Seymour man turns 100 Monday


World War II veteran, Christian education teacher, outdoorsman, gardener, traveler, embroiderer and stamp collector.

Husband, father, grandfather and great-grandfather.

Rabel “Ray” Newkirk has had several titles in his lifetime. On Monday, he can add another one to the list: Centenarian.

Born Aug. 14, 1923, the Seymour man is turning 100.

“Oh, I don’t even think about it,” he said, laughing, about his thoughts on reaching the milestone. “I have no complaints at all. I’ve always had pretty good health, that’s one thing, and if I needed help, I always had help.”

Being a longtime member of Immanuel Lutheran Church, attending Immanuel Lutheran School and working at Lutheran schools, Newkirk also credits “the good Lord” for living a long life.

“His Christian education meant a lot to him,” his wife of 68 years, Ruth Newkirk, 91, said.

She also credits her husband’s patience and being easy to take care of for his longevity.

“Some days, I feel good, and some days, I feel not so good. I tell you what, if I could walk better, I’d get along better. Now, I always have to depend on this,” Ray said, referring to the walker he has used since falling three times.

Each time, though, he has done what’s needed to rehabilitate, and he gets right back up and goes on.

“I was doing pretty well, and then one day, I fell there and I broke my hip and I was in the hospital for a while, and it just seems like from then on, I was kind of going downhill,” he said. “I couldn’t begin to hear well, and I couldn’t understand things. It took awhile for it to heal.”

Ray was raised in Seymour by his parents, Edward and Emma Borgman Newkirk, and had three sisters, Marguerite, Katherine and Ella May. He attended Immanuel Lutheran School before moving on to Shields High School, graduating with the Class of 1942.

“As a freshman, I worked at Union Hardware,” he said. “I missed a lot of activities for the high school because of that. Social activities, I still could do other things.”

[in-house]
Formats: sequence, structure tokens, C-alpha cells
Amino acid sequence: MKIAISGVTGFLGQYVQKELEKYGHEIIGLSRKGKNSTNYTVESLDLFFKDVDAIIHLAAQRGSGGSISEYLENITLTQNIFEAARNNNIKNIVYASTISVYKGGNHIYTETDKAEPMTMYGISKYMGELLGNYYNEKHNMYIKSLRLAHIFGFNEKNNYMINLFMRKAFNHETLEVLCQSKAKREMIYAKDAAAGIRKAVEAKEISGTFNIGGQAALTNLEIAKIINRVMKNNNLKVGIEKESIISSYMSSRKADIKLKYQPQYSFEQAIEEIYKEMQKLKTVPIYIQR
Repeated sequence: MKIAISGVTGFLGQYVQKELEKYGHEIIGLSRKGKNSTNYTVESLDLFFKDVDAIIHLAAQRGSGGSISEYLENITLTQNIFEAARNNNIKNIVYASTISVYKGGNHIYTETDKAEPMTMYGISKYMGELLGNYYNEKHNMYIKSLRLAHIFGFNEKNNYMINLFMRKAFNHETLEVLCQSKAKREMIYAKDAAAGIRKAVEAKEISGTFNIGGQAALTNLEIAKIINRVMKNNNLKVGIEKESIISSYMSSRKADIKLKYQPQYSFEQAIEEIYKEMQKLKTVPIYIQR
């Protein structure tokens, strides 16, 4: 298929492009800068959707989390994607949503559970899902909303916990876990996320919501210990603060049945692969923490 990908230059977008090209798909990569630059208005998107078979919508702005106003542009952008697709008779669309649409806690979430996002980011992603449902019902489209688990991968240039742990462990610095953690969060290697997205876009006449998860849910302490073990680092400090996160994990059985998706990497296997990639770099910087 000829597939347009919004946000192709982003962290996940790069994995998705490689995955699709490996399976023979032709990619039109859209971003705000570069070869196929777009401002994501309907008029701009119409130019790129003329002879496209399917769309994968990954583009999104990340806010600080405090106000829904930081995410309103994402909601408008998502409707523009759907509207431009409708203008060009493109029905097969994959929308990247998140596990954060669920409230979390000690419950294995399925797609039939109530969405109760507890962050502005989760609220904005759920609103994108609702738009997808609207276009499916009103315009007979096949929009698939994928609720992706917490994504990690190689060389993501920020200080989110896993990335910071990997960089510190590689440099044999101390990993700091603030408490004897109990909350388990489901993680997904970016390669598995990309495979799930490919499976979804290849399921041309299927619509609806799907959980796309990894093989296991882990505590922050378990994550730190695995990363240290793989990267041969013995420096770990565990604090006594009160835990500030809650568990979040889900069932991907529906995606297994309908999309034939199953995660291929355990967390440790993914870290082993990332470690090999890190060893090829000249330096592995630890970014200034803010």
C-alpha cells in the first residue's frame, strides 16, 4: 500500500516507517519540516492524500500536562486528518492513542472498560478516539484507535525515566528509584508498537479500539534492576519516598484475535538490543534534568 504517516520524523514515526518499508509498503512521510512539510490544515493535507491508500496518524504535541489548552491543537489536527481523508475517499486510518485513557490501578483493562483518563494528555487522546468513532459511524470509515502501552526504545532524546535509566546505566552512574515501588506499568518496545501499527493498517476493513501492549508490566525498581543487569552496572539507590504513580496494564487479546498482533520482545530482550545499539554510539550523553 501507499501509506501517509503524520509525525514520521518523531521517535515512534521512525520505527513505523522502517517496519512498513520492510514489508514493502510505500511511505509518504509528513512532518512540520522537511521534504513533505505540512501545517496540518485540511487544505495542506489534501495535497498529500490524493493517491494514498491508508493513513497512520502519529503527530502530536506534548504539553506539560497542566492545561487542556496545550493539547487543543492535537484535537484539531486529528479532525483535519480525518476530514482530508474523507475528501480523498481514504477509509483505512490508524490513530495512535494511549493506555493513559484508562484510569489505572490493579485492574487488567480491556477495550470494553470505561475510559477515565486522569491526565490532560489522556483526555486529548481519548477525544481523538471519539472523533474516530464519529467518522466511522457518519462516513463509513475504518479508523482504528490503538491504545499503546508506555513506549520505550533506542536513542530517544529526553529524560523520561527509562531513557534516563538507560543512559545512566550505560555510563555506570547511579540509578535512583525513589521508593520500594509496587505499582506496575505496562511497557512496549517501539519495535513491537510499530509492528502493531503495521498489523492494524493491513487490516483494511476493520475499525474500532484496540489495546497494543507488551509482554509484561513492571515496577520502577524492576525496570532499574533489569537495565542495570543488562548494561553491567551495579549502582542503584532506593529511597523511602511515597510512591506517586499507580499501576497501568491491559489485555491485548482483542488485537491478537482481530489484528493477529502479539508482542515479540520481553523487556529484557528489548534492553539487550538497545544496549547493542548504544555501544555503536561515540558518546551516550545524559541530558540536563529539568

After graduating, he worked at the Kasting house near Freeman Army Airfield, which was constructed as a military base during World War II.

“It was affiliated with what was going on at the airport at the time, the military being there,” Ray said. “They called me a checker. The workers were mechanics. I took care of their equipment, and their workers would come to me ‘I need a saw,’ ‘I need this,’ ‘I need that,’ and I’d check them out and I’d mark that they took it out, and then if they returned it, then I marked it OK, but I made sure they returned it.”

The next year, he found himself helping the military in another way. He was drafted and joined the U.S. Army.

He started out at Camp Atterbury in Edinburgh before going to Washington, California, Texas and Oregon.

“In the meantime, the Army had already gone into Normandy,” he said. “I was transferred to Baltimore, and I got into England and was there not too long and I was put on a troop ship to cross the English Channel and I went into Normandy, but I didn’t go there for fighting at that time. The Army was so mixed up, they didn’t know what was going on, but some were off fighting.”

They wound up picking him to carry something similar to a radio on his back, and he had a guy with him carrying the battery.

“I had to report how we were doing — how we were fighting and how the enemy was attacking us, to the right or to the left or whatever,” Ray said. “Later on, not too long, they improved that. You didn’t have to carry that thing. I didn’t have to have a battery carrier.”

Ray served through 1945, which is when the war ended. He was in the 359th Infantry for four campaigns in the European-African-Middle Eastern Theater of Operations.

“Well, I guess it means a lot. It’s my country. I think everything turned out pretty well. I have no complaints at all,” he said of his service.

“The Lord was with him,” Ruth said.

Ray earned a Combat Infantry Badge, a Purple Heart and a Bronze Star Medal and certificate.